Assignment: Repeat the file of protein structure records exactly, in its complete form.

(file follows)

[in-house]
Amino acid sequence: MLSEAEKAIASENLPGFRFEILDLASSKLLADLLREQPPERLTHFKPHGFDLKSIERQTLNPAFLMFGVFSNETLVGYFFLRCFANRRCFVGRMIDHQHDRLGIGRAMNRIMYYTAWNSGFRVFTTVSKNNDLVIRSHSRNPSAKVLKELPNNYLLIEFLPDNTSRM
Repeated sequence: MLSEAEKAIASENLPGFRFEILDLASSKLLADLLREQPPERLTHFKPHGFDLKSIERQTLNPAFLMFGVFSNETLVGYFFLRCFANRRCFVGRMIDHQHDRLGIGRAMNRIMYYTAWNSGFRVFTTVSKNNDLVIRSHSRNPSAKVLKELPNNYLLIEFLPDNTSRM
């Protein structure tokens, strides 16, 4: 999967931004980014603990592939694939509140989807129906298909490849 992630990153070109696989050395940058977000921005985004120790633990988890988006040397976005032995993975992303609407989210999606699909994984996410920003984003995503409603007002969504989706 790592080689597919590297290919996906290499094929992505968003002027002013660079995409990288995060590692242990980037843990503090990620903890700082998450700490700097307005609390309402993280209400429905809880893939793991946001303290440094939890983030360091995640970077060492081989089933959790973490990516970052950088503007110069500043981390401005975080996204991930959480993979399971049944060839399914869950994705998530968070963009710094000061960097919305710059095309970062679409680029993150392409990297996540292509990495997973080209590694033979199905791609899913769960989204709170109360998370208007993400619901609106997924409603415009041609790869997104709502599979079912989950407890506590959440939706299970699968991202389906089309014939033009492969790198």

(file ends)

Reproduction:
[in-house]
Amino acid sequence: MLSEAEKAIASENLPGFRFEILDLASSKLLADLLREQPPERLTHFKPHGFDLKSIERQTLNPAFLMFGVFSNETLVGYFFLRCFANRRCFVGRMIDHQHDRLGIGRAMNRIMYYTAWNSGFRVFTTVSKNNDLVIRSHSRNPSAKVLKELPNNYLLIEFLPDNTSRM
Repeated sequence: MLSEAEKAIASENLPGFRFEILDLASSKLLADLLREQPPERLTHFKPHGFDLKSIERQTLNPAFLMFGVFSNETLVGYFFLRCFANRRCFVGRMIDHQHDRLGIGRAMNRIMYYTAWNSGFRVFTTVSKNNDLVIRSHSRNPSAKVLKELPNNYLLIEFLPDNTSRM
């Protein structure tokens, strides 16, 4: 999967931004980014603990592939694939509140989807129906298909490849 992630990153070109696989050395940058977000921005985004120790633990988890988006040397976005032995993975992303609407989210999606699909994984996410920003984003995503409603007002969504989706 790592080689597919590297290919996906290499094929992505968003002027002013660079995409990288995060590692242990980037843990503090990620903890700082998450700490700097307005609390309402993280209400429905809880893939793991946001303290440094939890983030360091995640970077060492081989089933959790973490990516970052950088503007110069500043981390401005975080996204991930959480993979399971049944060839399914869950994705998530968070963009710094000061960097919305710059095309970062679409680029993150392409990297996540292509990495997973080209590694033979199905791609899913769960989204709170109360998370208007993400619901609106997924409603415009041609790869997104709502599979079912989950407890506590959440939706299970699968991202389906089309014939033009492969790198």